The Maritime History of the Great Lakes
British Whig (Kingston, ON), Sept. 5, 1834

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To the Editor of the British Whig.

Steam Boat United States, Kingston Harbor, Sept. 3, 1834.

Dear Sir, - You will oblige me by noticing in your next paper, that the Steam Boat United States will call at Kingston as heretofore, every Monday morning at 6 o'clock, after next Monday, when it will be in the afternoon.

In one of your last papers, I have perused an account of a race between the Wm. Avery and the vessel under my command. To speak of the Avery is small game; but in relation to this race, I can only say, we have never left Ogdensburgh on the same day. She left that place on Saturday, 23d ult. and we on Sunday, and yet we arrived at Lewiston, 15 hours in advance. She left Lewiston at 11 o'clock A.M. and we at 7 P.M. and according to their own story, they arrived at Oswego "two hours ahead of us." This is the race of which they boast.

I am sorry to be obliged to allude to another subject. An outrage of an unprecedented character was perpetrated on my pilot's person, this day in Kingston Harbor. The persons who ill used him are known, and legal proceedings will be instituted against them and their instigators as soon as practicable.

Every facility is always shown towards British vessels in our ports, and I challenge them to point out a single instance where they have been molested by mobs, as we have been on three separate occasions.

Yours truly,


To the Editor of the British Whig.

Sir, - I am extremely sorry to have to communicate to you a circumstance of a very flagrant character - and which ought immediately to attract the notice of the Board of Health of this place.

This week nearly 500 passengers have arrived at Mr. Drummond's wharf, per the Margaret, Enterprize, Rideau, and Thomas McKay, from Montreal on their route upwards; several of whom had lost their relatives by Cholera since their importation at Grosse Isle - for I was creditably informed that not less than 23 had died since their disembarkation at Grosse Isle. They were not allowed to take their passage on board the steamer, United States - in consequence of a strong feeling or prejudice on the part of the Forwarders connected with the Commodore Barrie - therefore they have since Wednesday been detained up to 2 o'clock this day and the Barrie has never arrived!! In consequence of this detention two or more cases of Cholera have occurred on board the Rideau, 2 of which have proved fatal this morning. Since the morning the owners of the Rideau have anchored her close to the fish market, to the great annoyance of that neighbourhood; for, it must be recollected that most of the water for domestic use is brought from that place - it consequently happens that they will be, so long as she remains there, obliged to bring out their water mixed with all wash and other effluvia cast from the boat.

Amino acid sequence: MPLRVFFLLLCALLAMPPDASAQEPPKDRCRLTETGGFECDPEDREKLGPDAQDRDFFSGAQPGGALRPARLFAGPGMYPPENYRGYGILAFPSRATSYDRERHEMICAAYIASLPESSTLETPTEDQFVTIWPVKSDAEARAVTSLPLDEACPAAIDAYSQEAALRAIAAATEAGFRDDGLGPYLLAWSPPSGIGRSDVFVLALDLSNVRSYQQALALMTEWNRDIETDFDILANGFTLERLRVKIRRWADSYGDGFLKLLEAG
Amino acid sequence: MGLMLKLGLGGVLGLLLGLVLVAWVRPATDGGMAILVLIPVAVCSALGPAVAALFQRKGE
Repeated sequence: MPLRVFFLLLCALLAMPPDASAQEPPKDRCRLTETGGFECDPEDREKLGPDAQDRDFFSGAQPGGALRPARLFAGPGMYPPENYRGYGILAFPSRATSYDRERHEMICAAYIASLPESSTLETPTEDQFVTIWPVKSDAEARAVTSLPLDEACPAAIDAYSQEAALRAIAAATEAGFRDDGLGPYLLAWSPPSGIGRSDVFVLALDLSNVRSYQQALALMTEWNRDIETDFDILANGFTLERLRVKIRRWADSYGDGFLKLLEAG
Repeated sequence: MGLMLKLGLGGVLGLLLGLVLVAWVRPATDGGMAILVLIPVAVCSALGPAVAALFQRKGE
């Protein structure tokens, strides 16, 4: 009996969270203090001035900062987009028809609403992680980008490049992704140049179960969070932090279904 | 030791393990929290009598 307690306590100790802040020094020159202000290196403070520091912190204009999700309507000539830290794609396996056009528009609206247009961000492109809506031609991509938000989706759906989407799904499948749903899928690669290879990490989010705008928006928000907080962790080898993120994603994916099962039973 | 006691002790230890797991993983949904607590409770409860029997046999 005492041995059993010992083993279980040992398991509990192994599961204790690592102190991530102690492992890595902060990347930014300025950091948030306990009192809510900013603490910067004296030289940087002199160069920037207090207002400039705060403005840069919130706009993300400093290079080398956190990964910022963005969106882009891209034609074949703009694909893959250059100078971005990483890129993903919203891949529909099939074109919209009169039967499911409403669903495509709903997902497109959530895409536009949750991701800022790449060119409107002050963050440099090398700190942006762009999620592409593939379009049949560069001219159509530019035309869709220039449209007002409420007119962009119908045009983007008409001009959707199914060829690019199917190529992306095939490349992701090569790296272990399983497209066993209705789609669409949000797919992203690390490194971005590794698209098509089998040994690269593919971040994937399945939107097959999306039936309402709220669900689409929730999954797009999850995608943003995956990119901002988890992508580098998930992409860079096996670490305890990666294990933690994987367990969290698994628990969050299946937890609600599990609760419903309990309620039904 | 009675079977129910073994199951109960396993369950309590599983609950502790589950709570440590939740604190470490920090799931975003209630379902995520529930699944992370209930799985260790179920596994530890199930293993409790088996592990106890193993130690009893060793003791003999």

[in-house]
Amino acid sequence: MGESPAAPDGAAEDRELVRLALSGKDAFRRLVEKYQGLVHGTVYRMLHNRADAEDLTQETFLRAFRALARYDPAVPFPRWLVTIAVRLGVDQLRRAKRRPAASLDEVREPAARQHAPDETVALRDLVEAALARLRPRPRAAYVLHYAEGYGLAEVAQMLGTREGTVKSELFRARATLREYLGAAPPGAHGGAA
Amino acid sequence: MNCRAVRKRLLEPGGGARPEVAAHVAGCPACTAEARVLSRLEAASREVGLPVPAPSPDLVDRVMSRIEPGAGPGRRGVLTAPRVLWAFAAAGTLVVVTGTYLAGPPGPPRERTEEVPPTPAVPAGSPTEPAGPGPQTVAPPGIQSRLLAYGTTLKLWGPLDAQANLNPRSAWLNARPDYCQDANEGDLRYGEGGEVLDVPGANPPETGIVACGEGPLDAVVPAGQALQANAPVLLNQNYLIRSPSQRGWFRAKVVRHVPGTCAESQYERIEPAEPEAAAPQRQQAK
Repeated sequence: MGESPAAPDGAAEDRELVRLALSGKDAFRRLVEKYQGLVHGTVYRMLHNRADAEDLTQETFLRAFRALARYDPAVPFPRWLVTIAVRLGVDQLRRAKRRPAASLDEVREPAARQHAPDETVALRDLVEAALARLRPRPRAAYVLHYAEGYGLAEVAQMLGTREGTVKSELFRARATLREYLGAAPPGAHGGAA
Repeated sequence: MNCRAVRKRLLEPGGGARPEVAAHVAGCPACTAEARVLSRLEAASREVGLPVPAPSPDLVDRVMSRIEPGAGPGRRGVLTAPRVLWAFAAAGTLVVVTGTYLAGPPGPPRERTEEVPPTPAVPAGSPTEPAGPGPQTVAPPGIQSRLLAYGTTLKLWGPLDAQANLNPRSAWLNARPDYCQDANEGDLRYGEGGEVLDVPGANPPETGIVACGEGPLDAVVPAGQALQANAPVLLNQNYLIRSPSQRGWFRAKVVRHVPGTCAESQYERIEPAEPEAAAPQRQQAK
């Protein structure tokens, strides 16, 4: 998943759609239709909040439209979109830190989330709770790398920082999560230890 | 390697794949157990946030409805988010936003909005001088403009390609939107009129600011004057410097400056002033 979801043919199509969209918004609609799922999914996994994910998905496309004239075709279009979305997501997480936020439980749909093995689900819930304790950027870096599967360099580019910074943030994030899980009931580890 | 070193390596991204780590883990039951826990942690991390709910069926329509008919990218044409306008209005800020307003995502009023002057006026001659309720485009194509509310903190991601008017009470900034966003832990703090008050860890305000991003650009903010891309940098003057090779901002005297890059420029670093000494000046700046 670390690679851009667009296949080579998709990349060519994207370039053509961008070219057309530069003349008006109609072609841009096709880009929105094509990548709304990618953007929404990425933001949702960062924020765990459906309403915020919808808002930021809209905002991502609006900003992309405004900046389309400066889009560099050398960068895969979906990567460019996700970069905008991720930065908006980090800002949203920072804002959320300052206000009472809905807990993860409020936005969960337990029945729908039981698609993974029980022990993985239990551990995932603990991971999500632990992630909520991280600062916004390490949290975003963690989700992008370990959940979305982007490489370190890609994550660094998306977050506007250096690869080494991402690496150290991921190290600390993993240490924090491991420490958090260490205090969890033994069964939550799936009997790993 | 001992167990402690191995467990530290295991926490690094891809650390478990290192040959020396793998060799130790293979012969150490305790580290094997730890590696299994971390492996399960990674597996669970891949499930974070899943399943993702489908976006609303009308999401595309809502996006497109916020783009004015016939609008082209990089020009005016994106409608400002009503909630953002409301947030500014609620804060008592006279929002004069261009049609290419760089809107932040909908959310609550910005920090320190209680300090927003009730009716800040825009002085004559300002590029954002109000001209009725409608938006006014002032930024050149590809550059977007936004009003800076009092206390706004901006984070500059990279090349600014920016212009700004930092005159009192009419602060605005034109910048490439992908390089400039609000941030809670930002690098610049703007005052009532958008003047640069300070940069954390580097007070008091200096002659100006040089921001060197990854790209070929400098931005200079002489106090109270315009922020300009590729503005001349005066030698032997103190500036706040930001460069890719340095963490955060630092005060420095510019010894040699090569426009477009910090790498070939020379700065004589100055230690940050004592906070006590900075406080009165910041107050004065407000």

Sir, ought such a nuisance be allowed to exist any longer? God forbid it should; therefore I hope the Board will do all in their power to remove this dreadful source of contagion - for by so doing they will confer a great favor on this neighbourhood, on the town at large, and on your most obedient servant,

A Friend to Sanitary Regulations

Front Street, Kingston. Sept. 5th, 1834.

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Sept. 5, 1834
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Rick Neilson
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Public domain: Copyright has expired according to the applicable Canadian or American laws. No restrictions on use.
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British Whig (Kingston, ON), Sept. 5, 1834